Sunday, January 31, 2010

Making mas in Woodbrook

Bois Cano bush and breadfruit leaves

Every Carnival season, from early January, the Bailey’s house on quiet Buller Street, Woodbrook, is transformed into a mas camp...literally. Red, blue, gold and yellow pieces of costumes fill almost every space in the house and yard of the house that mas veteran, Albert Bailey shares with his daughter, her husband, their two children and a grandchild. The Baileys are bringing out a children’s band, Dancers of Africa, and are helping make costumes for Stephen Derek’s band, Call Dat George. The only place that is left almost untouched is the kitchen, where Bailey’s daughter, Lee Ann, a caterer, prepares food for the mas camp workers.
“I sleep anywhere, on the floor, the recliner,” Lee Ann said. Lee Ann, who decorates the costumes, also plays queen for Derek’s band. The one bedroom where a bed was left in it is shared by Bailey and his grandaughters, Giselle and Alendra. One of the workers stays fulltime in the Bailey’s mas camp/house for the duration of the Carnival season. Huge parts of costumes already completed, rest against the walls of the bedrooms while the living room looks like an incomplete Carnival band. The excitement and happiness the season brings for the Baileys were evident when the Sunday Guardian visited last Tuesday.
Keeping Bailey tradition alive
Bailey, brother of mas icon, George Bailey, who died in 1972 at age 36, said he was working with Derek, his “student,” to bring out a band which pays tribute to his deceased brother. His camp, like Derek’s, is one of the few in Woodbrook, described as “the mecca of mas making,” where costumes are actually made and not imported. It was from the Bailey brothers that Derek learnt the art of wirebending. The frame of a big costume, already skillfully bent by Bailey, stood in one corner of the front yard on wheels, waiting to be completed. Only a small group worked on producing the costumes for Call Dat George and the eight-section children’s band, which has ten separate characters.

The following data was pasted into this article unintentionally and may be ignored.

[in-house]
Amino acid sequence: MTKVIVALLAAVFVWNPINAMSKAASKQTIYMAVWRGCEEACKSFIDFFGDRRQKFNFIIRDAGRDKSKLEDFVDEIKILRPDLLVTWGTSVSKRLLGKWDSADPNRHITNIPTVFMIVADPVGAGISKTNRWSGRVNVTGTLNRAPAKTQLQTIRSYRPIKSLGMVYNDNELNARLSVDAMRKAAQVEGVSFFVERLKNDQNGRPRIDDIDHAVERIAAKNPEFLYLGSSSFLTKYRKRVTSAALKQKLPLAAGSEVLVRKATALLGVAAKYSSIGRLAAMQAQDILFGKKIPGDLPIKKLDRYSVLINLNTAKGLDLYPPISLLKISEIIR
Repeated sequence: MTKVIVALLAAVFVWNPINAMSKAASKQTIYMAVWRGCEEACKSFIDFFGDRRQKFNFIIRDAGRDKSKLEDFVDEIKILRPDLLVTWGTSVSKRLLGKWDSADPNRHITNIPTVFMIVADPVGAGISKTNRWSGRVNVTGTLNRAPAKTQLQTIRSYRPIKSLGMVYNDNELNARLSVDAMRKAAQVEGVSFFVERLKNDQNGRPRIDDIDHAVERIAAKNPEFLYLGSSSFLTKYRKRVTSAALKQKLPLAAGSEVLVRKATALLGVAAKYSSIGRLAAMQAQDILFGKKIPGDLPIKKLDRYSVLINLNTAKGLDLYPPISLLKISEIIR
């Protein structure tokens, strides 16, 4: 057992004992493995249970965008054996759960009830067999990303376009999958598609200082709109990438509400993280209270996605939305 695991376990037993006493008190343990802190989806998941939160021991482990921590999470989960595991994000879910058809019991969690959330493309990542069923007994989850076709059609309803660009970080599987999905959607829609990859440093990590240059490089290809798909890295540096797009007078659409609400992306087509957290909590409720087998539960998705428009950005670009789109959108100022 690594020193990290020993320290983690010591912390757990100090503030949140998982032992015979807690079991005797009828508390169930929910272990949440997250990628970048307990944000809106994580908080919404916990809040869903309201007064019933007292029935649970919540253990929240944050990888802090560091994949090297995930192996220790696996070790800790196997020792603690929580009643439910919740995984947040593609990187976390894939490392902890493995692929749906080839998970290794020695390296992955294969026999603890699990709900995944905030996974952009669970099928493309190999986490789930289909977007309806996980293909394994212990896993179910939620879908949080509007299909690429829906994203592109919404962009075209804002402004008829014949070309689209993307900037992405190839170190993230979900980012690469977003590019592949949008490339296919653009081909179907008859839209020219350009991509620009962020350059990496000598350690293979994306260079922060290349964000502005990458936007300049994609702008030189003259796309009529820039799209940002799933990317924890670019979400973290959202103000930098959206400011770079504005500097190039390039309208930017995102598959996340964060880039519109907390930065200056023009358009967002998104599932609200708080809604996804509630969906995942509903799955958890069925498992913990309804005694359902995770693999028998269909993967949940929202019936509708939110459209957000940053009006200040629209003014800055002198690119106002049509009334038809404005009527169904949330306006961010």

“I have a very powerful group of four,” Bailey said, sitting among pieces of mas in his porch. “I don’t need more. Everybody knows what to do and gets to work.” Alendra, the designer of the children’s band, added: “We started working on January 7, and in three weeks finished all this.” Alendra’s passion is to continue the Bailey tradition of mas making. “Forty-three years mas making has been going on in this house,” she said proudly. “Dr Eric Williams and Prime Minister Patrick Manning visited here.” Boxes of ostrich plumes and pheasant feathers lay on a table in a shed at the side of the house, where Mervyn Johnson, 75, glued shenney braids to what will be the arm of a chair in a large costume. Johnson, of Brooklyn, has been coming to the Bailey’s camp for “forty-something years” to make mas. While Bailey uses bois cano bush and breadfruit and palm leaves, he buys the ostrich and pheasant feathers from abroad because they are not available locally, he said.
In the porch, Debra Joseph glued sequins onto a jacket for a costume.
“I grew up in the Bailey camp. I started at 14 and now I am 51, and I am still going with them.” Joseph, a grandmother and Finance Ministry worker, said she takes her vacation every year to work in Bailey’s camp. “I take up residence here for the season,” she said. Odette Emmanuel and Giselle Campbell, taking a lunch break, were eating breadfruit oildown and fish in the living room. Campbell had been putting blue braids onto a shield, and Emmanuel was putting blue lame on a fan. Emmanuel, a grandmother, of La Horquetta, and part-time employee, works most days in Bailey’s mas camp until 4 pm. “Thirty-two years I around,” she said.
Praying hard
Bailey, 73, who began playing mas at age ten in 1946 with a Woodbrook band called “Hell’s A Popping,” has been bringing out winning bands for the past 37 years. He had been with Peter Minshall before but “had to get out because it was taking over,” he said. Bailey describes mas today as “Carnival in the flesh.” He said while local mas was veering more to “the flesh,” Brazil, which was famous for its topless dancers, is going back to costumes. He refutes the notion, however, that Carnival comes from the devil. “Something as beautiful as Carnival has to come from the good side,” he said. “In fact, I pray very hard for the success of my band.”
Trinidad Guardian
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